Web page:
Cryoablation of Early Invasive Ductal Breast Cancer With MRI Confirmation Shows Promising Clinical Benefits, According to Study Presented at RSNA

Saturday, December 6, 2008 General News
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CHICAGO, Dec. 5 Early clinical experience with the FDAcleared Visica 2(TM) Treatment System from Sanarus Medical confirms theeffectiveness of ultrasound guided cryoablation to completely eradicatesmall, unifocal Invasive Ductal Breast Cancer (IDC). Initial data from thismulti-center study was presented at the 94th Scientific Assembly and AnnualMeeting of the Radiological Society of North America (RSNA), November 29 -December 5, 2008.

The study, "New Findings on Contrast-enhanced Magnetic ResonanceImaging, the "Black Hole" and "Cryohalo" are Markers for the Efficacy ofUltrasound-guided Cryoablation of Small Unifocal Invasive Ductal BreastCancer," presented by Gary Levine, MD, Director of Breast Imaging at HoagBreast Care Center in Newport Beach, Calif., was designed to evaluate theability of breast contrast enhanced MRI to assess the effectiveness ofultrasound guided cryoablation for the local treatment of small, unifocal IDC.

"With a large body of evidence demonstrating the ability of cryoablationto destroy cancerous and noncancerous tumors of the liver, prostate, kidneyand breast, the gating factor for the treatment of breast cancer tumors wasthe ability to visualize the extent of the tumor in advance and confirm targetdestruction post-procedure," said Dr. Levine. "We are very encouraged thatour preliminary results demonstrate that in selected early IDC breast cancers,cryoablation with MRI confirmation may offer the same therapeutic benefit aslumpectomy with less morbidity, improved cosmesis and less cost."

Patients with newly diagnosed IDC underwent an "early" pre-ablation CEMRIto establish its MR enhancement pattern. Ultrasound-guided cryoablation wasthen performed using a Visica Treatment System to ablate the malignant tumorand a margin of surrounding tissue. A "delayed" CEMRI was performedapproximately four weeks post-ablation followed by a standard surgicallumpectomy. The early and delayed CEMRI findings were correlated with thesurgical histopathology. In all 15 cases, the post-ablation MRI's showed nosuspicious contrast enhancement remaining at the targeted tumor site andhistopathology confirmed complete tumor kill within the intended ablationzone. In three cases histopathology confirmed residual DCIS and/or smallsatellite lesions outside the cryoablation zone.

At delayed CEMRI, previously unreported characteristic and reproduciblefindings of signal void on post-contrast subtraction images ("black hole")correlates with an area of coagulation necrosis at the cryoablation site and asurrounding uniform thin rim enhancement ("cryohalo") corresponds to a zone ofinflammation at the cryoablation margin.

"Lack of residual suspicious enhancement on post-cryoablation CEMRIappears to correlate with complete tumor kill within the targeted ablationzone. We believe the novel MR findings termed "black hole" and "cryohalo"serve as markers for successful ablation, giving us a noninvasive andreproducible method to verify clinical results," added Dr. Levine.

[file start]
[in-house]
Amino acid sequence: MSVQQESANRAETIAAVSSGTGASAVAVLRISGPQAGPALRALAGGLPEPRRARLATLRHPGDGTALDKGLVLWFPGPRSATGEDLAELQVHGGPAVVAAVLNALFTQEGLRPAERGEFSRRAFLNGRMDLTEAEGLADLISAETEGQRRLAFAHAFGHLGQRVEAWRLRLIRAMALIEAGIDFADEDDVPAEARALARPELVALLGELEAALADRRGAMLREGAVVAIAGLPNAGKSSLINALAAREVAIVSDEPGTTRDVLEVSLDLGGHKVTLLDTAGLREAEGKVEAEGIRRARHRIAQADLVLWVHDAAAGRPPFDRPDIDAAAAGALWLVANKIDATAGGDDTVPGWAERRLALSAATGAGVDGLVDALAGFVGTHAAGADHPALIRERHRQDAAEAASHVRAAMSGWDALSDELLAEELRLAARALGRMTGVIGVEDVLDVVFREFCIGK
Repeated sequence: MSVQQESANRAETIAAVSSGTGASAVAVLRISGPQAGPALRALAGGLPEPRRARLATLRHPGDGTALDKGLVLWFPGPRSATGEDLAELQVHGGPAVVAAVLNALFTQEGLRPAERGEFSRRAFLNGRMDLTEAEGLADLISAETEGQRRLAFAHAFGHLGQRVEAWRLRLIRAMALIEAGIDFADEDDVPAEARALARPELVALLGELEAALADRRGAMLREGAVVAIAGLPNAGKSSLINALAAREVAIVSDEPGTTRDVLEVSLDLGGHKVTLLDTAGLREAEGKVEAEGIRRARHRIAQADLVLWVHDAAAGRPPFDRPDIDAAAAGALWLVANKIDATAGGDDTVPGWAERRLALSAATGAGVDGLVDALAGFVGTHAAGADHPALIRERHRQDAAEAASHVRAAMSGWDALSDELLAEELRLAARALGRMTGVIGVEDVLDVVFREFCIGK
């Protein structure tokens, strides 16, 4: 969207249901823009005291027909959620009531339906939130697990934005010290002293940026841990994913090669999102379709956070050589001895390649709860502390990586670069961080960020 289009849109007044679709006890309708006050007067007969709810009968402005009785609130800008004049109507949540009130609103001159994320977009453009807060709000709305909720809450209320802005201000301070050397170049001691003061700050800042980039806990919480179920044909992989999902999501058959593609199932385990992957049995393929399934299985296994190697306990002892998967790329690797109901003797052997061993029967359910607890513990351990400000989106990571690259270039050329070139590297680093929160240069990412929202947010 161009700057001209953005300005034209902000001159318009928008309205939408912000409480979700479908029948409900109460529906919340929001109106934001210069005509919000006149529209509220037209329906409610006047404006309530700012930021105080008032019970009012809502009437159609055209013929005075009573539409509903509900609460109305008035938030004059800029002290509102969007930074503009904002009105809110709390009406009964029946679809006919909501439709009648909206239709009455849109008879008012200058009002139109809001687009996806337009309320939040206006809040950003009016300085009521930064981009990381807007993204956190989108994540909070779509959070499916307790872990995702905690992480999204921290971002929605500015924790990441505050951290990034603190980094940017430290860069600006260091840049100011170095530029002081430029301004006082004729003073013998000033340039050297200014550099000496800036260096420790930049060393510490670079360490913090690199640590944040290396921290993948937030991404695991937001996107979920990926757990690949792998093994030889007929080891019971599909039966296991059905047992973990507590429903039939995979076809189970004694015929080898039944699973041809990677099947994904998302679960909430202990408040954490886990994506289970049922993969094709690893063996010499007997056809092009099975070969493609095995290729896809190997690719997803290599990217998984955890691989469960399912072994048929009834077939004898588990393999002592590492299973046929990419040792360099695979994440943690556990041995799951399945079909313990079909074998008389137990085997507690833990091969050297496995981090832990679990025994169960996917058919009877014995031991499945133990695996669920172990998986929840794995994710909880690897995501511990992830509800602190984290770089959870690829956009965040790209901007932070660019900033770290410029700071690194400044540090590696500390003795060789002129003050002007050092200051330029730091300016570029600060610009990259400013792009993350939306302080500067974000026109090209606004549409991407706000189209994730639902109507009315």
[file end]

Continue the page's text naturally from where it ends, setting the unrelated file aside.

The study conducted by Dr. Levine and Steven Poplack, MD, Co-Director ofBreast Imaging at Dartmouth Hitchcock Medical Center is similar to theNational Cancer Institute (NCI) funded clinical trial recently initiated bythe American College of Surgeons Oncology Group (ACOSOG). Titled, "A Phase IITrial Exploring the Success of Cryoablation Therapy in the Treatment ofInvasive Breast Carcinoma," the ACOSOG study will also evaluate cryoablationas well as the ability of MRI to evaluate post-cryoablation efficacy. TheVisica 2 System was selected as the exclusive cryoablation technology to beutilized in the ACOSOG study.

Cryoablation is a minimally invasive non-surgical procedure that usesextreme cold to destroy tumors. The Sanarus Visica System has predominatelybeen used in the cryoablation of non-cancerous tumors called fibroadenomassince its initial FDA market clearance in March of 2002. This office-basedprocedure, which usually takes less than 20 minutes, involves placing a smallneedle into the center of the fibroadenoma using ultrasound guidance andsubsequently freezing and killing the tumor. The safety and efficacy ofcryoablation have been well established in over 2,000 fibroadenomas that havebeen treated with the System to date.

This study was presented at RSNA as part of the Breast Imaging(Interventional) Session, #SST01-05, Friday, December 5 at 11:10am in RoomE253CD:

New Findings on Contrast-enhanced Magnetic Resonance Imaging (CEMRI),the "Black Hole" and "Cryohalo" are Markers for the Efficacy of Ultrasound(US)-guided Cryoablation of Small (less than or equal to 15mm) UnifocalInvasive Ductal Breast Cancer

GLevine, FSHeinemann, Hoag Breast Care Center, Newport Beach, CA;SPoplack, RBarth, WWells, Dartmouth Hitchcock Medical Center, Lebanon, NH

About Sanarus Medical

Sanarus Medical is based in Pleasanton, Calif., and is focused onproviding patients and physicians with minimally invasive, office-based breastcare management solutions from diagnosis to treatment. Using cryoablationtechnology, Sanarus has developed proprietary technologies to provide breastsurgeons and radiologists with a comprehensive and minimally invasive way todiagnose and treat breast patients. The Sanarus technologies change the waythat patients are managed, from an operating room-based, surgically intensivecare pathway to a more comfortable, cost effective, office-based care pathway.The company's Website is

SOURCE Sanarus Medical, Inc.

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